Mississippi Republican wins by courting black voters

Thad Cochran

By Alan Bean

Thad Cochran wasn’t supposed to win this one.  Had he played by the normal rules of Mississippi politics he would be working on his golf game.  But the senior Senator from the Magnolia State broke the rules.

The calculus leading up to this unlikely electoral victory is complicated.  Moderate Republicans, desperate to deprive Tea Party insurgents of a big symbolic win, poured millions of dollars into this primary contest.  Chamber of Commerce people backed Cochran to the hilt because, unlike the volatile Chris McDaniel, he was a known quantity.

But there is one simple explanation for a traditional conservative walking away with a narrow victory–he got out the black vote.

Mississippi has open primary elections.  That means that if you didn’t vote for a Democrat in the initial primary contest, you can vote in the Republican runoff election. And that’s precisely what tens of thousands of black Mississippians did.  According to a Washington Post analyst Philip Bump,

Runoff turnout in the 24 counties with a black population of 50 percent or more was up almost 40 percent from the primary. In all other counties, turnout was up just 16 percent.


“That is an absolutely stunning stat,” The Post’s Chris Cillizza says, “and tells much of the story of the runoff.  Cochran’s ability to convince a strongly Democratic constituency to be for him — despite the fact that every Democratic consultant believed McDaniel gave the party a better chance to win the seat in the fall — is simply remarkable.”

Without these crossover voters, Cochran would have gone down to the kind of stunning defeat that most people (myself included) were predicting.  Black voters were betting that, although McDaniel would have been more vulnerable to a Democratic challenger in the fall, it was highly unlikely that Mississippi was going to elect a blue senator under any circumstances.  In that case, it was best to go with the devil you know.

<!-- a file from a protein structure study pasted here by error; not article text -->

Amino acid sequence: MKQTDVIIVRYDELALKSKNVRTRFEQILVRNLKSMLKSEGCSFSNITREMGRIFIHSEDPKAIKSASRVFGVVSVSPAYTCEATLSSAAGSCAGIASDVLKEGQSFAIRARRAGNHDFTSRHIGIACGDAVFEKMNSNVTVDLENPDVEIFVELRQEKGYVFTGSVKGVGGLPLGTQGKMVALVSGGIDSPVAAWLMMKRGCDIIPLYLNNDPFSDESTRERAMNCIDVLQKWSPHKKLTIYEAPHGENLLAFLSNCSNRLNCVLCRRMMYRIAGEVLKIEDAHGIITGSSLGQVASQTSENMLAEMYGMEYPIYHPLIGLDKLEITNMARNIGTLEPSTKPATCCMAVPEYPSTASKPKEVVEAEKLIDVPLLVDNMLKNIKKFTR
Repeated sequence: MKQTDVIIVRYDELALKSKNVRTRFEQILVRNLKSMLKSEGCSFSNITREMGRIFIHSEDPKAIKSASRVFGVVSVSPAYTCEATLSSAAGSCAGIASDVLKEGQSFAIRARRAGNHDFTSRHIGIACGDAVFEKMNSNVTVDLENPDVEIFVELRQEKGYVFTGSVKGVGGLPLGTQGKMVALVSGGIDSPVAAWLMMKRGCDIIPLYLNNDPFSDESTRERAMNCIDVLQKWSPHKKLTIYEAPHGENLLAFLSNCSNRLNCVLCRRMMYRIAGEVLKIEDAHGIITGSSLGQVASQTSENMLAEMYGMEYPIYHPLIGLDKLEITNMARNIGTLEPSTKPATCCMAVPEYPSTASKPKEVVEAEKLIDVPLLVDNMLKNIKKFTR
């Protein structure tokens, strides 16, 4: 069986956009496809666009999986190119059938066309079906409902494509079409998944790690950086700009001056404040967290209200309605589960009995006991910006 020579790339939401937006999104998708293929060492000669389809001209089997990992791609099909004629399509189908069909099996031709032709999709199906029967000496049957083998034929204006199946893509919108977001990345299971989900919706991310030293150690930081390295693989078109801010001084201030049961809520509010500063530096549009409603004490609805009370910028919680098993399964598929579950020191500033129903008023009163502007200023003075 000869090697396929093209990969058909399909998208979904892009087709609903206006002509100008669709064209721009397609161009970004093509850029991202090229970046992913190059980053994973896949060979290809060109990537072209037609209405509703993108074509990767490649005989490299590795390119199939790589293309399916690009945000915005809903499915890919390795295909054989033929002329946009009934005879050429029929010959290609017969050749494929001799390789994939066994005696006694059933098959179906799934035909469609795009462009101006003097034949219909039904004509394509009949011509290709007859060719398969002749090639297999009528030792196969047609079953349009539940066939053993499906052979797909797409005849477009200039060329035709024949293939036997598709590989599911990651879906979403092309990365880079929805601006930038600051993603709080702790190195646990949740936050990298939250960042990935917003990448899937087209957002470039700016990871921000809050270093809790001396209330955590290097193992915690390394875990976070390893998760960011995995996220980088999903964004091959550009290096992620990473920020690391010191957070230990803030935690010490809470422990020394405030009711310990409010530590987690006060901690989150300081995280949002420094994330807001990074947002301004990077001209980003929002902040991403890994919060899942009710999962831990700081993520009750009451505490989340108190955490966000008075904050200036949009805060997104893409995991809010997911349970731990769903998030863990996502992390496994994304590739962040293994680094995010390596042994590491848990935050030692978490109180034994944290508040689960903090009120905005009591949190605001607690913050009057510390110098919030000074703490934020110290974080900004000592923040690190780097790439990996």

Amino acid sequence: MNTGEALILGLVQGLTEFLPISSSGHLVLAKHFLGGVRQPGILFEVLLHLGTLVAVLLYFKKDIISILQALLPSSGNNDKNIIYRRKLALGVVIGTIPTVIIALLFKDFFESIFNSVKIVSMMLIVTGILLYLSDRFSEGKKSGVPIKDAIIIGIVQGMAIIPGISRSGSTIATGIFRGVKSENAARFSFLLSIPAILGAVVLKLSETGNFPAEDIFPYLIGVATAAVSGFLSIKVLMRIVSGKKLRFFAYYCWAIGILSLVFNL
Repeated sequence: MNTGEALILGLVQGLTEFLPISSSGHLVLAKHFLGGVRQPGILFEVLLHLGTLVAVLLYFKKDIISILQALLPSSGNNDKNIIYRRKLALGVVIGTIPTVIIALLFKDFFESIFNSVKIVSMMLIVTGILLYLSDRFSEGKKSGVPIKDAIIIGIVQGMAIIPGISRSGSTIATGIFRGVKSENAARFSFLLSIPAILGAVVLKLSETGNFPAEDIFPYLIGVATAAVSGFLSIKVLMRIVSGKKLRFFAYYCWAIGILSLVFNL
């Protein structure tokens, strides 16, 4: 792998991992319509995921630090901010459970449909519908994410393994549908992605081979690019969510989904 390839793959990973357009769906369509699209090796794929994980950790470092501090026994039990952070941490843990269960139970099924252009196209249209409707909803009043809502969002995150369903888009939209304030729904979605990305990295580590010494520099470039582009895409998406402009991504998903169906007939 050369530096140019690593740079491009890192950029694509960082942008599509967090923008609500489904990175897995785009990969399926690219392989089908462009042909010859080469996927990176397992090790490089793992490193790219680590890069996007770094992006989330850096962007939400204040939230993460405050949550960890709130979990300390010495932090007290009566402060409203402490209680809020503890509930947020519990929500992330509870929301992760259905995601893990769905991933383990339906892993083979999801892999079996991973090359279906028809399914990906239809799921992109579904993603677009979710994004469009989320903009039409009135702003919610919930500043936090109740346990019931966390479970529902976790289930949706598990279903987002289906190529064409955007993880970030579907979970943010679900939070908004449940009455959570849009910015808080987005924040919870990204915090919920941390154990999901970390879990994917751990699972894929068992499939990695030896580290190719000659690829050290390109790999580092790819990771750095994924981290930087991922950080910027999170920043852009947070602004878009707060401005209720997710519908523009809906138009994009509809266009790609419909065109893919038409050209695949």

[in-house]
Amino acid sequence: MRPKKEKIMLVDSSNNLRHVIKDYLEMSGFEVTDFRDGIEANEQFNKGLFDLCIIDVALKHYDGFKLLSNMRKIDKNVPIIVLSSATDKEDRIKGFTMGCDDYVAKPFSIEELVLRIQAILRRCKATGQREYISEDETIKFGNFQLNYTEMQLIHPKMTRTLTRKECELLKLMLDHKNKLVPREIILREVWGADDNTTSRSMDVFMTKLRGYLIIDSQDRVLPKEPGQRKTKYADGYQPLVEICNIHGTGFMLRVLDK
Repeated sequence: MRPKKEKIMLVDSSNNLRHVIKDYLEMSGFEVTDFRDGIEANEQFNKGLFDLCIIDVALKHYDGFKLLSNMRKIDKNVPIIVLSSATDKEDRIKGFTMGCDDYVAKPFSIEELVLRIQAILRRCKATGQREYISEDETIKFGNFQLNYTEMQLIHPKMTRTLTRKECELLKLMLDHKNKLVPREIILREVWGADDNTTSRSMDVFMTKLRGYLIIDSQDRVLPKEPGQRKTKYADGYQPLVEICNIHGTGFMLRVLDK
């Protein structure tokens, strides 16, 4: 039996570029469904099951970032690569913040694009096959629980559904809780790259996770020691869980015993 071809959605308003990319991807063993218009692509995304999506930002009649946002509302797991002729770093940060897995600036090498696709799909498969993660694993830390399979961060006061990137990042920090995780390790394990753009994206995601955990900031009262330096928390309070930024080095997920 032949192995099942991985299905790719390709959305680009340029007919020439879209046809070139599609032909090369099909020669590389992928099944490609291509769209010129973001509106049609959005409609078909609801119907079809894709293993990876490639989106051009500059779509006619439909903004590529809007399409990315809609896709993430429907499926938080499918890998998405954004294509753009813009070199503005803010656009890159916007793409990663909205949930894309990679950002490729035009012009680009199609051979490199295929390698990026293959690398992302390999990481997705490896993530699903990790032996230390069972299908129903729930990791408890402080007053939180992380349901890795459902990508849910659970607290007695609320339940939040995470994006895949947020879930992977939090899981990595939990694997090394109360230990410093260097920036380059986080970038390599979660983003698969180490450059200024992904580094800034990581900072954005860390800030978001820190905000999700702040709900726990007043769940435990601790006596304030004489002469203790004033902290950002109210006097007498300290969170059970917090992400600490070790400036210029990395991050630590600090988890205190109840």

It is highly significant that Thad Cochran went out of his way to court black Democrats, adopting a distinctly moderate tone in the final weeks of the election.  That has McDaniel and his supporters hopping mad.  It has been a long time since a white Republican candidate courted the black electorate in the great state of Mississippi.  From their perspective (though they can’t say it out loud) Cochran is a race traitor.

The fact that the election results coincided with the American Experience program on Freedom Summer underscored the irony of this development.

Are we witnessing the emergence of a new political coalition comprised of pragmatic black Democrats and moderate Republicans?  Probably not.  But whenever a traditional conservative faces off against a Tea Party politician like McDaniel, strange political bed fellows will crawl under the sheets once again.

3 thoughts on “Mississippi Republican wins by courting black voters

  1. It will be interesting to see if Mr. Cochran, assuming he is elected in the general election, will remember that his moderated stance in the last days of his campaign enabled him to continue as senator. Really he has nothing to lose. It is highly unlikely he would run for another term. He will be 84 if he serves out his term, again assuming he is elected in the general.